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Home >> China
UPDATED: 07:43, October 26, 2004
China, US agree on six-party talks, Taiwan issue
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Photo:Chinese President Hu Jintao (R) shakes hands with visiting United States Secretary of State Colin Powell during a meeting in Beijing Oct. 25, 2004.
Chinese President Hu Jintao (R) shakes hands with visiting United States Secretary of State Colin Powell during a meeting in Beijing Oct. 25, 2004.
China and the United States reached agreements on Monday that the six-party talks framework should be continued and one-China policy be followed.

During the second leg of his three-nation Asian tour, US Secretary of State Colin Powell made clear in Beijing the US stances on the two issues in meetings and talks with Chinese leaders.

Powell arrived in Beijing Sunday afternoon after winding up his Tokyo visit, and would fly to Seoul to continue his Asian tour. Chinese President Hu Jintao and Premier Wen Jiabao met with Powell respectively, and Foreign Minister Li Zhaoxing held talks with him during Powell's stay in China.

"What we agreed on today is the need for the six-party framework to continue," Powell told a press conference after his meeting with Hu. "I hope that as a result of our conversations today, both of us will energize the other members of the six-party framework to resolve the outstanding issues that keep us from setting a date for a meeting," Powell said.

By June this year, China had hosted three rounds of six-party talks to try to resolve the nuclear issue of the Democratic People's Republic of Korea (DPRK). But the fourth round scheduled for September failed to take place.

While praising China's active efforts in pushing the talks, Powell said he is confident that the Chinese are totally committed to the six-party framework. "We reaffirmed our commitment today to the six-party talks and hope the next round will be held in the recent future," he said.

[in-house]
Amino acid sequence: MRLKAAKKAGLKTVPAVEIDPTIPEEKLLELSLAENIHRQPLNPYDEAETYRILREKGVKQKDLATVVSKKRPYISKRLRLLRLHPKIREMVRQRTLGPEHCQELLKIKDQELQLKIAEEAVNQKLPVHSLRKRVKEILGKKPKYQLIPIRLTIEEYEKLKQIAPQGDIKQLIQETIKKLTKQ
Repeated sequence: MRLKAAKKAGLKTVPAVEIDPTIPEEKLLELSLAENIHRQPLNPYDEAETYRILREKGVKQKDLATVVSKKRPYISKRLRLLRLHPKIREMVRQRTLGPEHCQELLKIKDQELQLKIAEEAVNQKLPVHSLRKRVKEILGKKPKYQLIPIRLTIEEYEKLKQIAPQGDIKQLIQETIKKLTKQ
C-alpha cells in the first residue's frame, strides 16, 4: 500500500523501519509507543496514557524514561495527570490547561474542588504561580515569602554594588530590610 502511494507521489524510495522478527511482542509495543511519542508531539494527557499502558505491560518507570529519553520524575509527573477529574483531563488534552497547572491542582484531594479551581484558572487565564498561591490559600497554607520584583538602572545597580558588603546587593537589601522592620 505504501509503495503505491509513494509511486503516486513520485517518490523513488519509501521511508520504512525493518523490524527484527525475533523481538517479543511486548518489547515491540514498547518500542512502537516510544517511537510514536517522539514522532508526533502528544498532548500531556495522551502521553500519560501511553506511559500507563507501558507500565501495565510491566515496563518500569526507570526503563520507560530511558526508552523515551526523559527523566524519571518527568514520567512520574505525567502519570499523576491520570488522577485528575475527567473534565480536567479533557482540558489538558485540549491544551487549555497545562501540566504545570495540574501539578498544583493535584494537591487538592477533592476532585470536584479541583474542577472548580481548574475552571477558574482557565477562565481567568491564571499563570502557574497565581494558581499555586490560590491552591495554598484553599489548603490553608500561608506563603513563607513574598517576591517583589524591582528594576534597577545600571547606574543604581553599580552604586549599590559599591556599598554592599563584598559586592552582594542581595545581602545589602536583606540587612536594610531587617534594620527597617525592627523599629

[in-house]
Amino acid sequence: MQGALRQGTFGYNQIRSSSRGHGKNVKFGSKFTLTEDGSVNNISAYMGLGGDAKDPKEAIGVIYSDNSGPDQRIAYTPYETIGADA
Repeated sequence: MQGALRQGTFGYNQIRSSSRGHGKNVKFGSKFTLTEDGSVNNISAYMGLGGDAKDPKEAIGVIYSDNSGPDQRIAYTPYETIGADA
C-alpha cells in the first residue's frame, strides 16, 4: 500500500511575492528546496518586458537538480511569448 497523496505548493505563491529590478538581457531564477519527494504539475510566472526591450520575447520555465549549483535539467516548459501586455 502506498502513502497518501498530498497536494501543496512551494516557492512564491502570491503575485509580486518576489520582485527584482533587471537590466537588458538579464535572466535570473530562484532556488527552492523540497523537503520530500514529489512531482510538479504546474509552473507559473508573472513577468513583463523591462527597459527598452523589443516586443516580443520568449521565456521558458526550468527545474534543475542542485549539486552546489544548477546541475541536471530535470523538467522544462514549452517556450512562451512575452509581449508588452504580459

Photo:Chinese Premier Wen Jiabao (R) shakes hands with visiting United States Secretary of State Colin Powell during a meeting in Beijing Oct. 25, 2004.
Chinese Premier Wen Jiabao (R) shakes hands with visiting United States Secretary of State Colin Powell during a meeting in Beijing Oct. 25, 2004.
The DPRK has criticized the United States for its hostile policy toward the country, calling it "a master key" for settling the nuclear issue.

"We wish the US side would go further to adopt a flexible and practical attitude on the issue," said Li Zhaoxing in talks with Powell. "China will make efforts to push for a new round of six-party talks at the earliest date in a bid to carry on the hard-earned peaceful discussion process."

Apart from the support for the six-party talks process, Powell on Monday reiterated the US commitments to one-China policy based on the three Sino-US joint communiques, saying the United States will unswervingly pursue the one-China policy and oppose any action aiming at the "independence of Taiwan."

While meeting with Powell, Chinese President Hu Jintao said "Taiwan independence" forces' activities aiming at splitting the country remain the root of the cross-Straits tension and the greatest threat to peace and stability in the region.

Appreciating the US consistent adherence to one-China policy, Hu said the US side should see clearly the nature and serious harm of the "Taiwan independence" forces and really turn its promises on the Taiwan question into concrete actions, which is vital for safeguarding the peace and stability in the Taiwan Straits region as well as the development of Sino-US relations.

China has always urged the United States to abide by its commitments on the Taiwan issue including one-China policy and opposition to "Taiwan independence", which has been reaffirmed time and again by US leaders and administrations.

"We will not compromise on issues concerning national sovereignty and territorial integrity," said Premier Wen in meeting with Powell.

Regarding Sino-US relations, both sides affirmed the sound development of bilateral relations. "The relations progressed a great deal in the last four years, the two sides held good and constructive talks on trade and economic issues," Powell said.

The Chinese president said China is ready to work with the United States to keep the general direction of bilateral ties and push forward the exchanges in all fields to make contribution to the development of Sino-US constructive and cooperative relationship.

As for the abduction of Chinese engineers in Pakistan, Powell expressed his condolence to the victims and their families, and hoped China to continue to fight against global terrorism.

The two sides had candid and open discussions on human rights issues and they agreed to start talks about resuming human rights dialogue, Powell said at the press conference.

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